Index rating: 90.90 out of 100
Typical annual cost of living: $18,200
Average annual Social Security income: $23,103
A common theme among the places where Social Security goes the furthest is that most cheap counties are rural ones. Wahkiakum County, in Washington state, is among them. It is the second-smallest county in the state, population-wise.
What it lacks in population, Wahkiakum County makes up for with beautiful settings, particularly in its communities along the Columbia River.
5. Custer County, Colorado
Index rating: 92.35
Typical annual cost of living: $19,137
Average annual Social Security income: $25,010
You’ll find beautiful scenery and few neighbors in Custer County, Colorado. The towns of Silver Cliff and Westcliffe, the county seat, are famous for their dark, starry night skies and mountain vistas.
This region of south-central Colorado is a popular destination for outdoor enthusiasts.
4. Custer County, Idaho
Index rating: 92.80 out of 100
Typical annual cost of living: $18,495
Average annual Social Security income: $23,879
Idaho’s Custer County proclaims, “We are what America used to be.” Founded in 1881, the county is both historic and scenic, featuring the remote Salmon-Challis National Forest, which includes part of the largest federally protected wilderness area south of Alaska.
Retirees seeking peace and quiet are likely to find it in Custer County. Only about 4,400 people live in this region of central Idaho, and its largest city — Challis — is home to only slightly more than 1,000 residents.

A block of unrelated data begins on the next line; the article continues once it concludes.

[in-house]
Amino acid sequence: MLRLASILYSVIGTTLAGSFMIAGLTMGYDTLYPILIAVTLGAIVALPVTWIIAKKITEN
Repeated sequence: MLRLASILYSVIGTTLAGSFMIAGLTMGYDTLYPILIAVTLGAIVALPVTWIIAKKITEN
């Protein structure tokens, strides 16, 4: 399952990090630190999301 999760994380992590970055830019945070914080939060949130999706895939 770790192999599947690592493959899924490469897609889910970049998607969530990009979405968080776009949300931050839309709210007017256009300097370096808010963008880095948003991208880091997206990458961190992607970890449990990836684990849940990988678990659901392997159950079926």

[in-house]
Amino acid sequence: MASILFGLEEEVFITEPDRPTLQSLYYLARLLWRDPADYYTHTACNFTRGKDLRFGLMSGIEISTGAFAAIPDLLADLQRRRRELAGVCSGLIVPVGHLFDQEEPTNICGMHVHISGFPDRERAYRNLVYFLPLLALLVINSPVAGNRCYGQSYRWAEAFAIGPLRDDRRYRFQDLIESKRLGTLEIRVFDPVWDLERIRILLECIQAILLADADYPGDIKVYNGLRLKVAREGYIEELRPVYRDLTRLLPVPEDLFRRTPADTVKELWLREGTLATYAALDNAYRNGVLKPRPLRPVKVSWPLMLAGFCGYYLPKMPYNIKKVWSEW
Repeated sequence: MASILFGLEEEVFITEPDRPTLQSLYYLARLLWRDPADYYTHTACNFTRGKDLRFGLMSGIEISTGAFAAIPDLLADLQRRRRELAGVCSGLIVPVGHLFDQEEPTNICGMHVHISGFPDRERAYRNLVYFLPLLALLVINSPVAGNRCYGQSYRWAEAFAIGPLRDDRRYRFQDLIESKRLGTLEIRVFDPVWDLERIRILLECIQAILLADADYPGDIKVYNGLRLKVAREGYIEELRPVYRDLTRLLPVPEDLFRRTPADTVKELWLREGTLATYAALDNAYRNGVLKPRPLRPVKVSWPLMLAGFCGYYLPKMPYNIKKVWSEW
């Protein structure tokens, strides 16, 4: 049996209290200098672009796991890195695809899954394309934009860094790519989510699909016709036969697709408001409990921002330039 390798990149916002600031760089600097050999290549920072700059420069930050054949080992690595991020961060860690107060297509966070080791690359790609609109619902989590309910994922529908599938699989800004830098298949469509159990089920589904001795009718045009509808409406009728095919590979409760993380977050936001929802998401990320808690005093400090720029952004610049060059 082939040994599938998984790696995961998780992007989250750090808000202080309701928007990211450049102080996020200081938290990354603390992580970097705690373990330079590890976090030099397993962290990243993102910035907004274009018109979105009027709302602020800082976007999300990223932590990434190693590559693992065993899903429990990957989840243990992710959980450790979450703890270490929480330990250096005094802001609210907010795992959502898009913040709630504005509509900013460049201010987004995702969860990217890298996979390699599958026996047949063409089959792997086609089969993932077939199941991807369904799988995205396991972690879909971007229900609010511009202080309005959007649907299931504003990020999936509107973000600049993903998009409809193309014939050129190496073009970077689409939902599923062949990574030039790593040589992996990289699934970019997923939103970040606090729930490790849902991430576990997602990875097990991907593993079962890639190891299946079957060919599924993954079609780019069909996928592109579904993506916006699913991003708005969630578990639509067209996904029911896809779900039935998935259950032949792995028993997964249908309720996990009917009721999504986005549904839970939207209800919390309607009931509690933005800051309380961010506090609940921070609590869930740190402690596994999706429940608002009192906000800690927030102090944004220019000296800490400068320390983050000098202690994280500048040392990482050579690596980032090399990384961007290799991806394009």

3. Sumter County, Florida
Index rating: 95.05
Typical annual cost of living: $19,862
Average annual Social Security income: $25,818
Florida’s only entry on this list, Sumter County, is about an hour’s drive west of Orlando.
It has numerous communities, including The Villages, a retirement complex famed as home to many active retirees.
2. Storey County, Nevada
Index rating: 98.09 out of 100
Typical annual cost of living: $19,731
Average annual Social Security income: $26,458
Storey County, in the high desert mountain ranges of western Nevada, offers a beautiful, inexpensive environment for retirement living. The area’s rich Old West history includes a gold and silver rush in Virginia City sparked by a record strike in 1859, although things have settled down a bit since then.
If you crave bright lights and a faster life, you need only visit nearby Reno, with its casinos and ski resorts.
1. Daggett County, Utah
Index rating: 100 out of 100
Typical annual cost of living: $18,210
Average annual Social Security income: $26,272
The most affordable county for Social Security beneficiaries can be found in a corner of Utah, along the borders of Colorado and Wyoming. It’s a rugged part of the country that will appeal to those who want to live somewhere scenic and off-the-beaten-path.
Manila and Dutch John are the two towns in Daggett County, and Manila maintains a Senior Citizens Center that offers regular meals and organizes a monthly senior trip.